Much is written these days about what makes China tick. It's the pragmatism. It's nationalism, and the desire to be a player on the world stage. It's "socialism with Chinese characteristics," which to some is just another way of saying capitalism.
What is not talked about as much is the persistent influence of Marxism. The site Conversations recently posted an article by a professor at the University of Newcastle in Australia suggests that it is a mistake to ignore Marxism when trying to make sense of China:
Many continue to dismiss Marxism in China, whether in terms of a repressive and inadequate ideology or as empty words in which no one “believes” any longer. This is a great mistake and risks neglecting what is arguably one of the most important factors for understanding China.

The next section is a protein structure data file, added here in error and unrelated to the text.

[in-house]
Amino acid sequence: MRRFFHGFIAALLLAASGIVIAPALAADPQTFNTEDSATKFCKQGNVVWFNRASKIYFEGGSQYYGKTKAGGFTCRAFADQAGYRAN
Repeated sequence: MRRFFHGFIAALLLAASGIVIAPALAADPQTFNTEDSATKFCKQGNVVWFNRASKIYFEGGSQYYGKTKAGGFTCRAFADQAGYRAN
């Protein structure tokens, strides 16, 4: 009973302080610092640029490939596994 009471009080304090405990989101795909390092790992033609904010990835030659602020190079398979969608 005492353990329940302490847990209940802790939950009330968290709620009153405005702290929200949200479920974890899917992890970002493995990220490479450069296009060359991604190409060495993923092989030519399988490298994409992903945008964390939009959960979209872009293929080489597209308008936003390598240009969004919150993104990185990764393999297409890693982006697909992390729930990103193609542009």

Mao Zedong is the point at which one should begin, although it helps to understand Marx, Engels and Lenin, let alone the history of successful socialist revolutions from Russia onwards. Mao’s thought remains the focus of intense study and debate in China – so much so that President Xi Jinping frequently quotes Mao in national and international contexts.
Xi has a PhD in Marxism and has directed even more resources to the study and fostering of the Marxist tradition and the work of Mao Zedong. Marxism is now a distinct discipline in China.
This is a good reminder when considering the relationship between the Chinese government (Party) and religion. Even though the there is a much more open environment for religion and the church than was the case under Mao, and even as recently as ten years ago, the official ideology has not changed.